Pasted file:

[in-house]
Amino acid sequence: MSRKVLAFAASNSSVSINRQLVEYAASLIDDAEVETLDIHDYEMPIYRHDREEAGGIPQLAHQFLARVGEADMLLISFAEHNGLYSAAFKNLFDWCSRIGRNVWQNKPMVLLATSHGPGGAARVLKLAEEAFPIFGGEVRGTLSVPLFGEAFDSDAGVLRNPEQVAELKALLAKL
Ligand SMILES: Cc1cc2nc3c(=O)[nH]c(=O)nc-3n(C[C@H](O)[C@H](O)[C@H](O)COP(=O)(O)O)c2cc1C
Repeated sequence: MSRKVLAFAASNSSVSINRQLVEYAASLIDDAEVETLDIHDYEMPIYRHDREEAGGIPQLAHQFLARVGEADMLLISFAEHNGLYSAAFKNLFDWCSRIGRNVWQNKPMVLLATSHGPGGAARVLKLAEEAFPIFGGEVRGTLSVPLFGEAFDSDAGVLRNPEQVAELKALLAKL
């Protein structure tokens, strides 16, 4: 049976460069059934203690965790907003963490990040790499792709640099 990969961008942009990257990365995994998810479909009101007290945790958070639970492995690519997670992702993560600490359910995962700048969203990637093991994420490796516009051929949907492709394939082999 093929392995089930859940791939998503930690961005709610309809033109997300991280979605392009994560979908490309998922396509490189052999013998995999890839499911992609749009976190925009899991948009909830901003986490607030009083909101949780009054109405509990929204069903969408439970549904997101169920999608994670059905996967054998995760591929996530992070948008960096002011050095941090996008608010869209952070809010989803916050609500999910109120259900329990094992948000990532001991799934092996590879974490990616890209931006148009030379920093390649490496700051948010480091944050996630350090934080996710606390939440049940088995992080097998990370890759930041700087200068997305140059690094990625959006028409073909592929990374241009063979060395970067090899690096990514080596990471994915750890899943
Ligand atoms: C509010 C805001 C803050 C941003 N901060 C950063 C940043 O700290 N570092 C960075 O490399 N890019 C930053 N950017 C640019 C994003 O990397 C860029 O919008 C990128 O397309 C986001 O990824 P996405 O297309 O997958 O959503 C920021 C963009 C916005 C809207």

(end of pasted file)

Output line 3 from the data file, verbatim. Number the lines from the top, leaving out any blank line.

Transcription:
Ligand SMILES: Cc1cc2nc3c(=O)[nH]c(=O)nc-3n(C[C@H](O)[C@H](O)[C@H](O)COP(=O)(O)O)c2cc1C